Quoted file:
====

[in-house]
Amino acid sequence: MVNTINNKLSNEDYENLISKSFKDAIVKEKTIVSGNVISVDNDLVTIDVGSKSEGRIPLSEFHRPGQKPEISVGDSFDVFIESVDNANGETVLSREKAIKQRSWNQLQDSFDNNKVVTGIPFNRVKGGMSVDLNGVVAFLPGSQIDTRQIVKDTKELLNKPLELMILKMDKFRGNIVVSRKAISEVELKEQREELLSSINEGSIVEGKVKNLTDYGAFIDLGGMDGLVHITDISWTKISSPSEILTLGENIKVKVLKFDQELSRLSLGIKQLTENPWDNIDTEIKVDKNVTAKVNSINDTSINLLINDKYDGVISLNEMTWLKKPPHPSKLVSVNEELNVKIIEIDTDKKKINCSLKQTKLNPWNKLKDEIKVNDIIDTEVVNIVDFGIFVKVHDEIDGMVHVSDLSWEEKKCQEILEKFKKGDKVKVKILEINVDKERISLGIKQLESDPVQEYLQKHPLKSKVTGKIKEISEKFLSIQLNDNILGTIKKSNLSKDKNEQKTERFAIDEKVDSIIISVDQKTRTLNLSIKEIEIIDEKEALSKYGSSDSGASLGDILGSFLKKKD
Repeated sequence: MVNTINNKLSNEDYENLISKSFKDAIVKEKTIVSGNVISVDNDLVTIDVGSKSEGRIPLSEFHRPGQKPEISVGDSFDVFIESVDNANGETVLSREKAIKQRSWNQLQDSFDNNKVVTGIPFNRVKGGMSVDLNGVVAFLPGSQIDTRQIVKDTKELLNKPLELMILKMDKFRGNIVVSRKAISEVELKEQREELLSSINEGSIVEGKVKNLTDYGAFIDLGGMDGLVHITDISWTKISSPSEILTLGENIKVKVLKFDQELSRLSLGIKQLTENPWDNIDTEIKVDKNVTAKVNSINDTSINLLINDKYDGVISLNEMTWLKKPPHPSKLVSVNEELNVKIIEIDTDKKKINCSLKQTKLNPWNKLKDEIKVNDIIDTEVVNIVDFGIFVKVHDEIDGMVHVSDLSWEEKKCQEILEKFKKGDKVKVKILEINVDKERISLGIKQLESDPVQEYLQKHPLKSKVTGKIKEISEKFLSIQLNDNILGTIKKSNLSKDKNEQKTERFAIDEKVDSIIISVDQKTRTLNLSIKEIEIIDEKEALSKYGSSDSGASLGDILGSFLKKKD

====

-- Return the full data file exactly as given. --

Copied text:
[in-house]
Amino acid sequence: MVNTINNKLSNEDYENLISKSFKDAIVKEKTIVSGNVISVDNDLVTIDVGSKSEGRIPLSEFHRPGQKPEISVGDSFDVFIESVDNANGETVLSREKAIKQRSWNQLQDSFDNNKVVTGIPFNRVKGGMSVDLNGVVAFLPGSQIDTRQIVKDTKELLNKPLELMILKMDKFRGNIVVSRKAISEVELKEQREELLSSINEGSIVEGKVKNLTDYGAFIDLGGMDGLVHITDISWTKISSPSEILTLGENIKVKVLKFDQELSRLSLGIKQLTENPWDNIDTEIKVDKNVTAKVNSINDTSINLLINDKYDGVISLNEMTWLKKPPHPSKLVSVNEELNVKIIEIDTDKKKINCSLKQTKLNPWNKLKDEIKVNDIIDTEVVNIVDFGIFVKVHDEIDGMVHVSDLSWEEKKCQEILEKFKKGDKVKVKILEINVDKERISLGIKQLESDPVQEYLQKHPLKSKVTGKIKEISEKFLSIQLNDNILGTIKKSNLSKDKNEQKTERFAIDEKVDSIIISVDQKTRTLNLSIKEIEIIDEKEALSKYGSSDSGASLGDILGSFLKKKD
Repeated sequence: MVNTINNKLSNEDYENLISKSFKDAIVKEKTIVSGNVISVDNDLVTIDVGSKSEGRIPLSEFHRPGQKPEISVGDSFDVFIESVDNANGETVLSREKAIKQRSWNQLQDSFDNNKVVTGIPFNRVKGGMSVDLNGVVAFLPGSQIDTRQIVKDTKELLNKPLELMILKMDKFRGNIVVSRKAISEVELKEQREELLSSINEGSIVEGKVKNLTDYGAFIDLGGMDGLVHITDISWTKISSPSEILTLGENIKVKVLKFDQELSRLSLGIKQLTENPWDNIDTEIKVDKNVTAKVNSINDTSINLLINDKYDGVISLNEMTWLKKPPHPSKLVSVNEELNVKIIEIDTDKKKINCSLKQTKLNPWNKLKDEIKVNDIIDTEVVNIVDFGIFVKVHDEIDGMVHVSDLSWEEKKCQEILEKFKKGDKVKVKILEINVDKERISLGIKQLESDPVQEYLQKHPLKSKVTGKIKEISEKFLSIQLNDNILGTIKKSNLSKDKNEQKTERFAIDEKVDSIIISVDQKTRTLNLSIKEIEIIDEKEALSKYGSSDSGASLGDILGSFLKKKD